David Letterman has his top 10, Peter King of has his Starwood Travel note of the week, I figure I should have something that address the travel that so many of us do now or have done in the past. So I will, for now, borrow the well worn phrase Road Warrior. So the question is, 'Where to begin?' Well because it is the end of the year and every publication, and industry will look back at the year and decide the best and worse, I think that is as good a place as any on where to start with Road Warrior Observations. So here goes:

Best US Airport...plenty of things to consider in this, security, terminal size and the ability to move from one gate to another (no mile long treks without people movers), are just a the few criteria. My vote goes to Tampa (TPA). Easy in and easy out, security lines are never ridiculous even at peak travel times, good restaurants pre-security. Never had a long terminal walk between flights, everything is close at hand.

Worst US Airport...Memphis (MEM)...long security lines, bad food, surly people everywhere and no place to sit or get wireless. Its like stepping into the Twilight Zone in the 1960's. Horrible food post security. I could go on, but I'm trying to remain pleasant. Atlanta was a close second, but then again, I avoid ATL at all costs.

Best US Airline....Southwest! Hands down. With the preception of small, budget airline they have turned themselves into the largest and busiest carrier in many markets. Hartford (my home base), St.Louis, Baltimore/ Washington to name a few. The people are usually friendly and efficient, knowledgable about what needs to be done and most importantly, the flights usually get there on time. Unusual in this day and age. They have a good rewards program and when you get to A-list wireless on those flights with wireless access.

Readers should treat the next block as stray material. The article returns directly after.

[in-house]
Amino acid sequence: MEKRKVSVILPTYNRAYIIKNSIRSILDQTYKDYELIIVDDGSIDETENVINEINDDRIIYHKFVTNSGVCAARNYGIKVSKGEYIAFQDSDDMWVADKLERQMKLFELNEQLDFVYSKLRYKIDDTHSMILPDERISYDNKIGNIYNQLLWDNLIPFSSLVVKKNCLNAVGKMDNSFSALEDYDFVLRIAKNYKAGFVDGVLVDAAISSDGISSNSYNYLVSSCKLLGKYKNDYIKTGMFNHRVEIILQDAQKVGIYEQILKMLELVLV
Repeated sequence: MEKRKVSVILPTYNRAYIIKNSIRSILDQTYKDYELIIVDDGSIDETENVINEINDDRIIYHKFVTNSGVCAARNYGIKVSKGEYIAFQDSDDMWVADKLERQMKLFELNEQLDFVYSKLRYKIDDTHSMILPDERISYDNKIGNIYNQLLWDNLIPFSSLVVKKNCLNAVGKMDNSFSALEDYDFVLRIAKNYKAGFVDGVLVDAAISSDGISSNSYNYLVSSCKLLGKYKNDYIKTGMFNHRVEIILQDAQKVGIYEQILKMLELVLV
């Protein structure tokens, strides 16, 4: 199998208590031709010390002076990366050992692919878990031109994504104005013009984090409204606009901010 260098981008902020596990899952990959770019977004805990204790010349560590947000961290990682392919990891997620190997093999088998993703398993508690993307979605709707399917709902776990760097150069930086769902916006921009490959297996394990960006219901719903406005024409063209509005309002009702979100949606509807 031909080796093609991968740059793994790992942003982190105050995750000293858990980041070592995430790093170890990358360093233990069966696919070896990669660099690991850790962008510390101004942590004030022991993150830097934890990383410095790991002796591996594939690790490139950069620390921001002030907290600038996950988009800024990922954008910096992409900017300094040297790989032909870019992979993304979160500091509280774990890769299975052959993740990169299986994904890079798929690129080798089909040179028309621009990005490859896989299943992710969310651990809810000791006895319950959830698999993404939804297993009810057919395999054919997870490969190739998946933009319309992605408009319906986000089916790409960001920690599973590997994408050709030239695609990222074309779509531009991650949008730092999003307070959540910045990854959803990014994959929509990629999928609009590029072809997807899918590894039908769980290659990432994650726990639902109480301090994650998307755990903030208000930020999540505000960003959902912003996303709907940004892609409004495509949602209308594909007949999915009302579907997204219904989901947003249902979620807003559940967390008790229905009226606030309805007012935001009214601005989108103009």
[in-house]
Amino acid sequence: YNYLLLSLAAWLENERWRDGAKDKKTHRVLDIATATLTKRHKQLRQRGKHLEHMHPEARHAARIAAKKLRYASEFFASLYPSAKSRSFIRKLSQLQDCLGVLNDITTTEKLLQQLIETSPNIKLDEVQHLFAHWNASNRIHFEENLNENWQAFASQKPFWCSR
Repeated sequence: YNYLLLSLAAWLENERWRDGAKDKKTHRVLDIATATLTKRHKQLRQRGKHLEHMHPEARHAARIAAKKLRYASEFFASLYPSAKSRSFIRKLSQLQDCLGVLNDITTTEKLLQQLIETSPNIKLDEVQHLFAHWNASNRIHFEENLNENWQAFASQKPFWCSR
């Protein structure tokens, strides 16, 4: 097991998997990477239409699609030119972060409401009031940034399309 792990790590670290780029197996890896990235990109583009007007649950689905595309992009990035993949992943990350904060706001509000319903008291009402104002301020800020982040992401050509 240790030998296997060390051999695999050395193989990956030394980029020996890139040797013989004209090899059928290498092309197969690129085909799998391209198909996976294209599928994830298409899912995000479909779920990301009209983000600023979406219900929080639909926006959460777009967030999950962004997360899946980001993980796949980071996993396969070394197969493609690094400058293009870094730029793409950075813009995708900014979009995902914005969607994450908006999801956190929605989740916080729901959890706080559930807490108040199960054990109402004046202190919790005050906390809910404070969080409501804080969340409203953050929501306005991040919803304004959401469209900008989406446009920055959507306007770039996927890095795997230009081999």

Worst US Airline...American...even before the bankrupcy filing. They are just nasty in all aspects of the business. Customer service is unheard of and they charge you for breathing on the plane. If the mask drops from the overhead, there will be an additional 5 dollar fee. Not really but it feels that way. Delta was a close second.

Best International Airport...Terminal 5 at London Heathrow LHR). The one dedicated to British Airways. It is really just a shopping mall that they happen to park airplanes.

Worst International Airport...Memphis (MEM) please see above.

Best US Flight...Any plane where the seat next to you is open.

Worst US Flight...Any flight leaving Orlando (MCO), especially those leaving after 3 PM. Guaranteed the flight will be loaded with kids who are tired and cranky, because they want to spend one more day in the land of the mouse. By the way, tired and cranky is contagious. If you are ever on one of these flights, you will be tired and cranky and the end of the flight...and the kids will be sound asleep...even the one who screamed for the first 2 hours.

That should do it for now...I'm now officially tired and cranky.